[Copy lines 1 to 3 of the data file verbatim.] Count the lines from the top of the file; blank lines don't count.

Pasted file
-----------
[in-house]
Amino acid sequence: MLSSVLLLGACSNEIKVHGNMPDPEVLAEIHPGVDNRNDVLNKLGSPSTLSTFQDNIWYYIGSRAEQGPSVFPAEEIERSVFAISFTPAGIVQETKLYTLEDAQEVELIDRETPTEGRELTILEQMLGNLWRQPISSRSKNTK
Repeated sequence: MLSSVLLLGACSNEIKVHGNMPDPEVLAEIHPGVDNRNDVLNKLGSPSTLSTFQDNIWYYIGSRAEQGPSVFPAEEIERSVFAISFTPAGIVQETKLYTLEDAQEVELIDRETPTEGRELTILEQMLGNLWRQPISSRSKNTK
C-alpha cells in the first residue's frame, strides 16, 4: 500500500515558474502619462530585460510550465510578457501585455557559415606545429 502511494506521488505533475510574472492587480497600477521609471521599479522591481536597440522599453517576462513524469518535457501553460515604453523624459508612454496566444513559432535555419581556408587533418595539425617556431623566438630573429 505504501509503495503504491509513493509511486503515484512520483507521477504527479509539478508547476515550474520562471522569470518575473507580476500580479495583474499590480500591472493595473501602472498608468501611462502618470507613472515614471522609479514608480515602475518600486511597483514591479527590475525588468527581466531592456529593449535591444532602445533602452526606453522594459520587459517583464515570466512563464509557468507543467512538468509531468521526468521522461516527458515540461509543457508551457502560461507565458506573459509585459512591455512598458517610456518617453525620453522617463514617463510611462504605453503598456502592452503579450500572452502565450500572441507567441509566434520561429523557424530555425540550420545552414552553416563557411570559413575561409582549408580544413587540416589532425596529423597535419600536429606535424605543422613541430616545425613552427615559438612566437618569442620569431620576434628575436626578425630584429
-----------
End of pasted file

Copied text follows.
[in-house]
Amino acid sequence: MLSSVLLLGACSNEIKVHGNMPDPEVLAEIHPGVDNRNDVLNKLGSPSTLSTFQDNIWYYIGSRAEQGPSVFPAEEIERSVFAISFTPAGIVQETKLYTLEDAQEVELIDRETPTEGRELTILEQMLGNLWRQPISSRSKNTK
Repeated sequence: MLSSVLLLGACSNEIKVHGNMPDPEVLAEIHPGVDNRNDVLNKLGSPSTLSTFQDNIWYYIGSRAEQGPSVFPAEEIERSVFAISFTPAGIVQETKLYTLEDAQEVELIDRETPTEGRELTILEQMLGNLWRQPISSRSKNTK